Lewis

Kevin Lewis

When Carthage resident Kevin Lewis was nine years old, his mother introduced him to actor Montgomery Clift on East 67th Street in 1958.

“We didn't know him, but he asked my mother if I was a child actor going to an audition because he noticed I was sharply dressed and because he had started his own career as a juvenile actor,” says Lewis. “He said I reminded him of his earlier life, walking those Manhattan Streets carrying play scripts.”

Little did Lewis know that his chance encounter with a famous actor was an introduction to the life he would lead in the decades to follow. A college history major, he would emerge as a Hollywood journalist/historian whose brushes with cinema stars, directors, crew members, and writers are now compiled in a new exhibit at the Hastings Gallery in the Katharine Boyd Library at SCC.

“My Life Among the Stars” chronicles Lewis’ interviews, profiles and historical analyses of some of the premier Hollywood names and films from the careers of Milos Forman, Robert Altman, Anjelica Huston, Helen Hayes, Jessica Tandy and countless others who shaped the Golden Era of the silver screen.

Lewis’s focus in life shifted to journalism in the 1980s when he was a feature writer for The Fayetteville Observer for eight years. He followed that as lifestyles editor of The Sandhills Citizen. However, it is as a film aficionado that Lewis found his greatest success as a journalist/historian.

The Hastings Galley exhibit features Lewis’ most extensive collection of pieces from CineMontage: Journal of the Motion Picture Editors Guild. His “This Month in Film History” column provides a fascinating panoply of film, actor, and guild member profiles. In his writings, Lewis’ focus was not just cinema, as the exhibit showcases.

“For 20 years, I was a features reporter for DGA Magazine and the Motion Pictures Editors Guild, and, for four years, I was editor of Dance Pages, also known as Dance and the Arts,” Lewis says.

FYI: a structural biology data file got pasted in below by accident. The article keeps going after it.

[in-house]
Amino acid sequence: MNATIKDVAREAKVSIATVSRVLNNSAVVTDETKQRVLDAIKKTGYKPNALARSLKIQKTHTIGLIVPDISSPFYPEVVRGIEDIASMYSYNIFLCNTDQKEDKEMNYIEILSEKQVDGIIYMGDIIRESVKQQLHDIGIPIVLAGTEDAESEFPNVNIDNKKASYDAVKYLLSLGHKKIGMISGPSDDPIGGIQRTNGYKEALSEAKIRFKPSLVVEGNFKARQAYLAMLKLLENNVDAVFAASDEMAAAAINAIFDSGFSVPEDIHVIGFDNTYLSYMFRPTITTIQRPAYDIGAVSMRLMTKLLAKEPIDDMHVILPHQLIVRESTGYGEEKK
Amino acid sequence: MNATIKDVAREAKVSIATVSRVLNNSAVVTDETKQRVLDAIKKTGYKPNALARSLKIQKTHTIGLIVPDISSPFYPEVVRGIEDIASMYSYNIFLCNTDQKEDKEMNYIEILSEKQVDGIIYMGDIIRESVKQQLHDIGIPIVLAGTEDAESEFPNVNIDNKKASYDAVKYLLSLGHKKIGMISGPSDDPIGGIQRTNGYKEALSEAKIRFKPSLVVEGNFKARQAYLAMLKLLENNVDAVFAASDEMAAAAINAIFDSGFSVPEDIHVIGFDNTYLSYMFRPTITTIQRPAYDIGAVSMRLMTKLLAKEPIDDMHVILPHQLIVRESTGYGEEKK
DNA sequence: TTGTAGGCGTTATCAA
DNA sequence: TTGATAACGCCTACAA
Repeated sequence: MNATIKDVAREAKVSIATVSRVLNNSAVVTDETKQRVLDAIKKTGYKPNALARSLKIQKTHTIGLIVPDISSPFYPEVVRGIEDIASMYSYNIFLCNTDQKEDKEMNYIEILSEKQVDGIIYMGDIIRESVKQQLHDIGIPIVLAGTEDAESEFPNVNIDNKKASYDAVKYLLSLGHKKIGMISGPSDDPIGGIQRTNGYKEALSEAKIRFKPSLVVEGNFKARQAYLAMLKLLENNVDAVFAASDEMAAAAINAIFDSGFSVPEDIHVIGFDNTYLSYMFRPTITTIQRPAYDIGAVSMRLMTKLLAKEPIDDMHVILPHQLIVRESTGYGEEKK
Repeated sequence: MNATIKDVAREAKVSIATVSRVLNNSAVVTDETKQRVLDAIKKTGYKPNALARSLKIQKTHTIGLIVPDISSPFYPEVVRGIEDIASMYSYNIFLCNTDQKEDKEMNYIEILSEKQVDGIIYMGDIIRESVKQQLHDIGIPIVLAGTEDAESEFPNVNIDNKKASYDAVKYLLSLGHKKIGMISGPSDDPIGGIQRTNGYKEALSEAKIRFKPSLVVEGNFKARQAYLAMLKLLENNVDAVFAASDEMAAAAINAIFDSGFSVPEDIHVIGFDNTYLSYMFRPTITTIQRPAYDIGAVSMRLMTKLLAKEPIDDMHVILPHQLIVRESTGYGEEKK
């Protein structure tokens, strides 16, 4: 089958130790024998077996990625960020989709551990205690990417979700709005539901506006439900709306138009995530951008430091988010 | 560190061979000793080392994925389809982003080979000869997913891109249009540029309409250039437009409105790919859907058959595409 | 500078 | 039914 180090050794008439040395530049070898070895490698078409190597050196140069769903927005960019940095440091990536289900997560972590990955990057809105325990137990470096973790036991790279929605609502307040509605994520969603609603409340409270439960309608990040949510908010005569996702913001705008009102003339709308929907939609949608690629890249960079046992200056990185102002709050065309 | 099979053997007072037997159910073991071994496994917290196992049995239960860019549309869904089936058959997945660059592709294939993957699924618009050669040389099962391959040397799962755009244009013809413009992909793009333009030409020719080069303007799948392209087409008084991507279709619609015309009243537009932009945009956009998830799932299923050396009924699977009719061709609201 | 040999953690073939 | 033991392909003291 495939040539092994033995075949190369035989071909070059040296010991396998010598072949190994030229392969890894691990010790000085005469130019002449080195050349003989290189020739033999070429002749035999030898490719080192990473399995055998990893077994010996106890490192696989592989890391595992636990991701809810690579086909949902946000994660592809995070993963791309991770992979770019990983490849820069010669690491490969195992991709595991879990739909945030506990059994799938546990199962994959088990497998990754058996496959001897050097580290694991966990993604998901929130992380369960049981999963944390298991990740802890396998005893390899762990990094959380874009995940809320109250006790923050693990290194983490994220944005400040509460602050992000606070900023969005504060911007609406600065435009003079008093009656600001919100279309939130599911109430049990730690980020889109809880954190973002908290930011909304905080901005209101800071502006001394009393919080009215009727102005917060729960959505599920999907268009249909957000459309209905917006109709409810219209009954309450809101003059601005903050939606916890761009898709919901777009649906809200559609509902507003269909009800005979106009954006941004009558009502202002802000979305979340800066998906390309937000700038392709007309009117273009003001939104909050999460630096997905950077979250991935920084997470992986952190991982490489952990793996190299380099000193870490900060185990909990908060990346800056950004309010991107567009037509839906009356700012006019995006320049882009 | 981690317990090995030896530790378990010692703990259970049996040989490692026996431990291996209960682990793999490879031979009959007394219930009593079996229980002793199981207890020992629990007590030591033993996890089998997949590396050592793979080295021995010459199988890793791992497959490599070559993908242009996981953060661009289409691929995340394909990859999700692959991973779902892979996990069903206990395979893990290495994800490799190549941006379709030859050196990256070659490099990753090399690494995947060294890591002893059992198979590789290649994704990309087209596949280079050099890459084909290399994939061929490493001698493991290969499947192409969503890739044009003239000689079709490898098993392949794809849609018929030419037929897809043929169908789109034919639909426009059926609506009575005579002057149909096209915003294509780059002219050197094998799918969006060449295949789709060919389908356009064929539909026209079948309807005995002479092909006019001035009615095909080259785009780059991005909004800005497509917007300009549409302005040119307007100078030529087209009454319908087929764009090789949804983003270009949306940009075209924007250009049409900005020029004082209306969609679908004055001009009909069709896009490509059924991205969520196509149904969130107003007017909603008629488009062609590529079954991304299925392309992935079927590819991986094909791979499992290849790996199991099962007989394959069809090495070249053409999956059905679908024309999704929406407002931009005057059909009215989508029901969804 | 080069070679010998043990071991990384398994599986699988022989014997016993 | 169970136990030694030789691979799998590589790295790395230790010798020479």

His earliest published articles were historical in nature because he sought out distinguished writers, directors and performers.

“At the time, I worked backstage in theater and met several performers who were on the way up, on the way down, or on a hiatus from a television series,” he says.

Lewis’ writings transcend Hollywood. At one point, he called The Fayetteville Observer’s editor and said that he had the opportunity to interview Paul Green, the aged Pulitzer Prize winner who is legendary in North Carolina literature for writing “The Lost Colony.”

Green was an adviser to the Fort Bragg Playhouse where Lewis worked.

“That interview led to eight years as a daily feature writer,” he says. “During that period, I interviewed Natalie Wood, George Shearing, Gerald Ford and a host of others.”

His work locally also produced articles on some well-known names in the Sandhills: Stephen Smith, Glen Rounds, Doris Betts and Manly Wade Wellman.

But Lewis’ great passion was film history.

“‘This Month in Film History’ analyzed a landmark film on its anniversary month and year,” Lewis says. “The film may have been ignored at the time of its release, but became a cult film years later, or it may have proved to be an instant classic film which retained its legendary status, or an avant-garde film that influenced succeeding editors and directors who copied its technique.”

The project became a years-long endeavor.

“I wrote more than 60 columns from 2006 to 2014,” he says.

Boyd Library has designed the new exhibit to ensure social distancing.

“Although COVID is preventing our usual opening reception, we have designed a touch-free show that should allow Lewis’ fans to ‘wander among the stars’ that were so much a part of his journalistic career,” says Tammy Stewart, associate dean of library resources. “Kim Sigman, of our BPAC offices, spent countless hours digitalizing Lewis’ archives to preserve this important history of cinema.”

“What you will find is a remarkable chronicle of a gifted man whose career will serve film scholars for a century to come,” adds Micky Konold, director of public outreach for Boyd Library. “The Boyd Archives was blessed to be able to compile such a remarkable collection of artifacts from a journalist/historian with ties to our region.”

“My Life Among the Stars” opens at 10 a.m. on Thursday morning, July 30, with Lewis available for a staggered reception in the Teresa Wood Reading Room. The exhibit remains open through Aug. 16.

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